This lesson covers the concept of second law efficiency in thermodynamics, using practical examples of non-flow, steady flow, and cyclic processes. It explains how to calculate the second law efficiency for different processes, such as a piston-cylinder mechanism, a non-flow process with displacement work, and a constant volume process followed by a constant pressure process. The lesson also emphasizes the importance of exergy and entropy in evaluating the efficiency of these processes. For instance, it uses an example of air compression to illustrate how second law efficiency can guide the selection of the best design among various strategies.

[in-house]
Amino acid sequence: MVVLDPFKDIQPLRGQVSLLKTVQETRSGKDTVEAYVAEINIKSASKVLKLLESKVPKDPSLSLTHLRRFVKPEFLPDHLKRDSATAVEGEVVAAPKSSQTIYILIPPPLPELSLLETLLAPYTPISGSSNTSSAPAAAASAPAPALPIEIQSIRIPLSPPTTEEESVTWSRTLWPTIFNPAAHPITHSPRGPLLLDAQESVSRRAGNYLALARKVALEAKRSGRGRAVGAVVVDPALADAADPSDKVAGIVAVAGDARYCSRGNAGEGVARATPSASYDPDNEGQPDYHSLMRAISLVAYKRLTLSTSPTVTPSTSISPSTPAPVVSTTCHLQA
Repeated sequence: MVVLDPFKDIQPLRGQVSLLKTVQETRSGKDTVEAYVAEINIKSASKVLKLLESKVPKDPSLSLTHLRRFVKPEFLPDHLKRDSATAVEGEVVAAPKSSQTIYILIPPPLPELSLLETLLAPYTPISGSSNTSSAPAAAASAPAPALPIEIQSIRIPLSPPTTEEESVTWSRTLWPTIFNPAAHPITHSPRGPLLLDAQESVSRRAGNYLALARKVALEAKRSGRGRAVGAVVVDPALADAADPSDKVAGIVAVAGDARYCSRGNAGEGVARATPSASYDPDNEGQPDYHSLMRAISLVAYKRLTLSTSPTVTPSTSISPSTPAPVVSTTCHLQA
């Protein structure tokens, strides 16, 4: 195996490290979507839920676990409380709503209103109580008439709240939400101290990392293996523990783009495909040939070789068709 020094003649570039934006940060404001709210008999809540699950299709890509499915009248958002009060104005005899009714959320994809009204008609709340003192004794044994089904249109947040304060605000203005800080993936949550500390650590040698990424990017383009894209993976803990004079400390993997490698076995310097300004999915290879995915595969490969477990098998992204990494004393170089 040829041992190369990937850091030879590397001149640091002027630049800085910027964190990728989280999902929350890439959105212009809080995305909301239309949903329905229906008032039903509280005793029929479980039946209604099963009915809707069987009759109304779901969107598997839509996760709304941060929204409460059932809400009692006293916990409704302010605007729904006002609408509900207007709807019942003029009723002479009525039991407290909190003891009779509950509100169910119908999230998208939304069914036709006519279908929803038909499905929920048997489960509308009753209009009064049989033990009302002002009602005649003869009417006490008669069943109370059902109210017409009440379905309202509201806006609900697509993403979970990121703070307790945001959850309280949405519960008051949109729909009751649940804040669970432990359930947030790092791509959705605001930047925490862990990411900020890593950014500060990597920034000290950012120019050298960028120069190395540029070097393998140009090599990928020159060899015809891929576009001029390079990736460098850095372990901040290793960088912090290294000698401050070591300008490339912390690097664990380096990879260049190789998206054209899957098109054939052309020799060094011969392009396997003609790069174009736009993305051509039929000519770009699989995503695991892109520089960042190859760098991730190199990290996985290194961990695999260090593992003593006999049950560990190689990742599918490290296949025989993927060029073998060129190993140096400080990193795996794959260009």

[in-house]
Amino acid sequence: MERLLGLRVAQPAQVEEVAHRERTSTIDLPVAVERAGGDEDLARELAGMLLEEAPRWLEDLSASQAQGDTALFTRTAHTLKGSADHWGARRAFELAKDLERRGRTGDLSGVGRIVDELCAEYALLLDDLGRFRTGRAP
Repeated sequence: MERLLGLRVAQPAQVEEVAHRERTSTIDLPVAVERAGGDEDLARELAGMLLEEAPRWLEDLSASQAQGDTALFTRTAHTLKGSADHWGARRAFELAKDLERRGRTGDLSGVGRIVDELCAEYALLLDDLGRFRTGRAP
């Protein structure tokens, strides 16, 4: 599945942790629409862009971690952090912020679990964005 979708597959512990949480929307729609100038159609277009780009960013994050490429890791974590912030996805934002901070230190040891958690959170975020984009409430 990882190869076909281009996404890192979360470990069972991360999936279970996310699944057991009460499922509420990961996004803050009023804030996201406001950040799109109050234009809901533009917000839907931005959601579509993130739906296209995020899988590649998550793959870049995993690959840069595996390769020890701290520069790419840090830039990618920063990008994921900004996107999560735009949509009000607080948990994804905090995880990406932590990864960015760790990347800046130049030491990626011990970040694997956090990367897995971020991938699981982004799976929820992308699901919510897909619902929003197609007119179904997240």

- The concept of exergy is crucial in evaluating the efficiency of non-flow processes.
- The second law efficiency can be calculated by comparing the actual work required with the work that would have been required had the process been carried out reversibly.
- In non-flow processes with displacement work, the actual useful work is the total work minus the work interaction with the atmosphere.
- Processes that involve supplying heat across a large temperature difference tend to have high external irreversibility, leading to high entropy generation and exergy destruction.

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